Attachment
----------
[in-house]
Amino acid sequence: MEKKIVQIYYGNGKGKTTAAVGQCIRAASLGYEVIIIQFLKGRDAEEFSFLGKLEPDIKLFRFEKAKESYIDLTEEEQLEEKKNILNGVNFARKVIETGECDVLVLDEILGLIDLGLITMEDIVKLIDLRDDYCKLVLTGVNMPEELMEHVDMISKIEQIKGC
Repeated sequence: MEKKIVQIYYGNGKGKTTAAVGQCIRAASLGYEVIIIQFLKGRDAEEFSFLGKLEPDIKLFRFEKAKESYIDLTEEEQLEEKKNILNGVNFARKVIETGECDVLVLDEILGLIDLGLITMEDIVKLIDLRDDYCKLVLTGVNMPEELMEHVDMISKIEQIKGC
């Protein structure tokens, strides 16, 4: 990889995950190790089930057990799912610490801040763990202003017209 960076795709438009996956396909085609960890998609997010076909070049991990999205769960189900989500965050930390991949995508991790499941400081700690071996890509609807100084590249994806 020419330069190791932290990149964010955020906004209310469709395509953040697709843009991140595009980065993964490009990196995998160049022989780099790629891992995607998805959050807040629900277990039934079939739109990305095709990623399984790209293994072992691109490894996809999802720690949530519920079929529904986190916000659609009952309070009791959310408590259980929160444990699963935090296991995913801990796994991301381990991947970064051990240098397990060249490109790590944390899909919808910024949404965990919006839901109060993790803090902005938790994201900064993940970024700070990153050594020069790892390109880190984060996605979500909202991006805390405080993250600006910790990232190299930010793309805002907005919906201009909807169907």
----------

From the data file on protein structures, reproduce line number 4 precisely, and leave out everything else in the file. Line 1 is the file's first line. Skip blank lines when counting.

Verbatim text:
């Protein structure tokens, strides 16, 4: 990889995950190790089930057990799912610490801040763990202003017209 960076795709438009996956396909085609960890998609997010076909070049991990999205769960189900989500965050930390991949995508991790499941400081700690071996890509609807100084590249994806 020419330069190791932290990149964010955020906004209310469709395509953040697709843009991140595009980065993964490009990196995998160049022989780099790629891992995607998805959050807040629900277990039934079939739109990305095709990623399984790209293994072992691109490894996809999802720690949530519920079929529904986190916000659609009952309070009791959310408590259980929160444990699963935090296991995913801990796994991301381990991947970064051990240098397990060249490109790590944390899909919808910024949404965990919006839901109060993790803090902005938790994201900064993940970024700070990153050594020069790892390109880190984060996605979500909202991006805390405080993250600006910790990232190299930010793309805002907005919906201009909807169907």